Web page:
FEBRUARY 5TH IS NATIONAL WEATHER PERSON'S DAY
Always celebrated on February 5th, National Weatherperson’s Day, which is also known as National Weatherman’s Day, honors all individuals in the fields of meteorology, weather forecasting, and broadcast meteorology. The day also recognizes volunteer storm spotters and observers as well as any others that work in the weather field.
This annual holiday commemorates the birthday of John Jeffries, born on this day in 1744. Dr. Jeffries, a scientist, and a surgeon, is considered to be one of America’s first weather observers. He kept weather records from 1774 to 1816. Additionally, Jefferies pioneered the field of ballooning in the United States and took his first balloon observation in 1784.
CAREERS REALTED TO THE WEATHER
What is Meteorology?
Meteorology is the study of weather, climate, and the forces that cause change in our environment. It uses math and physics to understand the atmosphere, which consist of layers of gases and moisture surrounding the earth.
Most weather takes place in the lowest level of the atmosphere, known as the troposphere. Within meteorology there are a number of specialty fields which include climatology, severe storms and tornadoes, tropical cyclones, hydrology, and agriculture. Detailed research is applied through meteorology subsets, including multiple scales (synoptic, meso-, and micro scale), satellite, radar, and cloud physics.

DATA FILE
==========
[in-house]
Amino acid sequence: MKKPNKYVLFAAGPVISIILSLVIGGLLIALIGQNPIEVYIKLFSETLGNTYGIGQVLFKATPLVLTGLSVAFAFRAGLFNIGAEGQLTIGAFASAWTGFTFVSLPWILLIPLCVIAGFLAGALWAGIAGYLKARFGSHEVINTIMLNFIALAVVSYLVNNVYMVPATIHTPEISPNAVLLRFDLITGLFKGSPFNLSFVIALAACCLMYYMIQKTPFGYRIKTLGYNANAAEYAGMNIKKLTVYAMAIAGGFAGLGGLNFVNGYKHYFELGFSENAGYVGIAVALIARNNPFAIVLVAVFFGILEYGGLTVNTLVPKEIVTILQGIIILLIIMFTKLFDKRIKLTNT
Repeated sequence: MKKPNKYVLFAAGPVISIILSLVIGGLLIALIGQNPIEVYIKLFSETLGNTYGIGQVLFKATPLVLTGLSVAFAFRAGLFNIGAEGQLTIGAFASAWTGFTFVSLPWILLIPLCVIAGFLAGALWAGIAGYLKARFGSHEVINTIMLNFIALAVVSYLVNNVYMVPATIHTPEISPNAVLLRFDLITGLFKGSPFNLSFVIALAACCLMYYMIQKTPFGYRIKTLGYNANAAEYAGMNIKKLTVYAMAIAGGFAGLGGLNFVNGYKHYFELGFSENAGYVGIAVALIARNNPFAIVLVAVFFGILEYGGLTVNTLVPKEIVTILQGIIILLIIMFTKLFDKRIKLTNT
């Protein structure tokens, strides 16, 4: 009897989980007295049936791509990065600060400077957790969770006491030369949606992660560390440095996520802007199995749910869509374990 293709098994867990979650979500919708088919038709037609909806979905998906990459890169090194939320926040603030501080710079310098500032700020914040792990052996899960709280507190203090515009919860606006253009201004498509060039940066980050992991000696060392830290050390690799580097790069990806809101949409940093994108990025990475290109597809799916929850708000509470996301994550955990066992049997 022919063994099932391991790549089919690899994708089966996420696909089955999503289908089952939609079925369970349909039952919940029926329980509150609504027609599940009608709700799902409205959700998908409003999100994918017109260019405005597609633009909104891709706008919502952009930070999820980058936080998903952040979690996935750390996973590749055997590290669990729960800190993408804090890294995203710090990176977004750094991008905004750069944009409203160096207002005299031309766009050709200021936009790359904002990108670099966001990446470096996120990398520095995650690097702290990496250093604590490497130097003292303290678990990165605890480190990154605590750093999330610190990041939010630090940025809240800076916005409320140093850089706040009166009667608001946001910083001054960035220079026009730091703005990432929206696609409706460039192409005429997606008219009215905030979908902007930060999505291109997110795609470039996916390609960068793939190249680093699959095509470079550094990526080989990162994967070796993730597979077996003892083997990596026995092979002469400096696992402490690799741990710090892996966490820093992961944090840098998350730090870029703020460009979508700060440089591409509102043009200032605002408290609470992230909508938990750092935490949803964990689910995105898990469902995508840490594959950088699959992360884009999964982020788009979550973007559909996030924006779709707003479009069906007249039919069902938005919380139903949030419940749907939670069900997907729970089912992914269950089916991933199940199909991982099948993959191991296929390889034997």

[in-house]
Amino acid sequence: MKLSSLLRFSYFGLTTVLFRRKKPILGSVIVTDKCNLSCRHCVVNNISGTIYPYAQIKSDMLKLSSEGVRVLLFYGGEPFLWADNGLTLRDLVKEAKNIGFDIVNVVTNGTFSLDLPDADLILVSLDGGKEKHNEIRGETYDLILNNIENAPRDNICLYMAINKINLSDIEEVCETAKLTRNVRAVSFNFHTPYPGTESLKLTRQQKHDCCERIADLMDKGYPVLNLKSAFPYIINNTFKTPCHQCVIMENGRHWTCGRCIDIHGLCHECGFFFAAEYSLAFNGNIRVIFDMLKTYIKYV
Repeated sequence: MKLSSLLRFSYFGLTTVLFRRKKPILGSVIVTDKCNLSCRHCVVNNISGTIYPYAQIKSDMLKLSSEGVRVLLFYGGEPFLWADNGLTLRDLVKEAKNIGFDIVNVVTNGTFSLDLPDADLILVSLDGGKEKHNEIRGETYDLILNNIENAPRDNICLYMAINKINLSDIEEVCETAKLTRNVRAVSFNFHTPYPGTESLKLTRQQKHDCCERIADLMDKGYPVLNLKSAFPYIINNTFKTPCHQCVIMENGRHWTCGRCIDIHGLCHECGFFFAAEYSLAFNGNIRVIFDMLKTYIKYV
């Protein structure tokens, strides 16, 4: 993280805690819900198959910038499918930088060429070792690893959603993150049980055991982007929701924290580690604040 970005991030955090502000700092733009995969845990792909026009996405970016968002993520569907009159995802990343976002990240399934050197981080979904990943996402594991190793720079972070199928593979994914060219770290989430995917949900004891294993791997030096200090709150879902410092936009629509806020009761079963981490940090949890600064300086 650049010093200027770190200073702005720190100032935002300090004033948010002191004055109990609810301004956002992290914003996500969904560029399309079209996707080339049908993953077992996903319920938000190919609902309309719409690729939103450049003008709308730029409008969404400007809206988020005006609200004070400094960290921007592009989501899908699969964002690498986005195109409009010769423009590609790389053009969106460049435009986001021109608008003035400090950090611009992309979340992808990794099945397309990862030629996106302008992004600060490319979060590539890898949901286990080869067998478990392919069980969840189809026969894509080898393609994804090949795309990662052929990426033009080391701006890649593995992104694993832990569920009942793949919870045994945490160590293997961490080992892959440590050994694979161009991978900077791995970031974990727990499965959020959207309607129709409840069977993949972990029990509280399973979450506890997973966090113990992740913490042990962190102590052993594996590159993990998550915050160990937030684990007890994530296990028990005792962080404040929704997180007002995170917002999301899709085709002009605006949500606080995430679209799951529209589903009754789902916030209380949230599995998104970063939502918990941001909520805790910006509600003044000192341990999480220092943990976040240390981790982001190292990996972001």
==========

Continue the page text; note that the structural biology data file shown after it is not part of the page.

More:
What do Meteorologists do?
Many people think a meteorologist is the person who explains the forecast on television. However, television meteorologists make up only a small percentage of career meteorologists. Meteorologists are involved with research, teaching, consulting, and forecasting. They are employed by universities, private companies, and the government.
JOBS RELATED TO THE WEATHER
(Salary information from Payscale.com, as of January 2021):
Average Base Salary- $49,435
Reporters present verbal or written information about events and subjects. Since climate change is such a significant issue, there are opportunities for reporters to focus exclusively on stories related to climate change. This can involve reporting on how weather patterns have changed and how these changes are affecting people in different regions. It's common for reporters to need a bachelor's degree in journalism or a similar subject to pursue this profession.
Average Base Salary- $69,888
Oceanographers are required to have a bachelor's degree to enter this career field and they may also need to be licensed. They focus on performing studies and may gather samples and conduct tests on those samples as part of their work. Oceanographers are specifically interested in ocean-related issues, including understanding the relationship between the ocean and weather.